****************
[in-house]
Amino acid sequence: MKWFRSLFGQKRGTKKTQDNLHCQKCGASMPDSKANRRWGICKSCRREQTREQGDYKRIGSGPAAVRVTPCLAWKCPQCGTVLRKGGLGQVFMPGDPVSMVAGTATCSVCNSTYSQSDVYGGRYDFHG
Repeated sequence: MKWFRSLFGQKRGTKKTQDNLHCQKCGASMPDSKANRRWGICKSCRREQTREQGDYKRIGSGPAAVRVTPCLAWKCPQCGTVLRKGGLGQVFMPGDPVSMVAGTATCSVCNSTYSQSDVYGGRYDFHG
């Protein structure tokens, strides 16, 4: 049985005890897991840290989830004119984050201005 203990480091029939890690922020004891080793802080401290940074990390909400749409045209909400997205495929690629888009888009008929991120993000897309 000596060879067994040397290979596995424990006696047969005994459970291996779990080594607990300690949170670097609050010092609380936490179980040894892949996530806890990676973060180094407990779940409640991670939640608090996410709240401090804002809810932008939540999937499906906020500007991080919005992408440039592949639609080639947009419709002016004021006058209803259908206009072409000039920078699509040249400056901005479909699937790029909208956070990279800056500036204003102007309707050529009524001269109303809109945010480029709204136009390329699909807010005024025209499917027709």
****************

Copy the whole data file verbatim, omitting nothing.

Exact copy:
[in-house]
Amino acid sequence: MKWFRSLFGQKRGTKKTQDNLHCQKCGASMPDSKANRRWGICKSCRREQTREQGDYKRIGSGPAAVRVTPCLAWKCPQCGTVLRKGGLGQVFMPGDPVSMVAGTATCSVCNSTYSQSDVYGGRYDFHG
Repeated sequence: MKWFRSLFGQKRGTKKTQDNLHCQKCGASMPDSKANRRWGICKSCRREQTREQGDYKRIGSGPAAVRVTPCLAWKCPQCGTVLRKGGLGQVFMPGDPVSMVAGTATCSVCNSTYSQSDVYGGRYDFHG
């Protein structure tokens, strides 16, 4: 049985005890897991840290989830004119984050201005 203990480091029939890690922020004891080793802080401290940074990390909400749409045209909400997205495929690629888009888009008929991120993000897309 000596060879067994040397290979596995424990006696047969005994459970291996779990080594607990300690949170670097609050010092609380936490179980040894892949996530806890990676973060180094407990779940409640991670939640608090996410709240401090804002809810932008939540999937499906906020500007991080919005992408440039592949639609080639947009419709002016004021006058209803259908206009072409000039920078699509040249400056901005479909699937790029909208956070990279800056500036204003102007309707050529009524001269109303809109945010480029709204136009390329699909807010005024025209499917027709």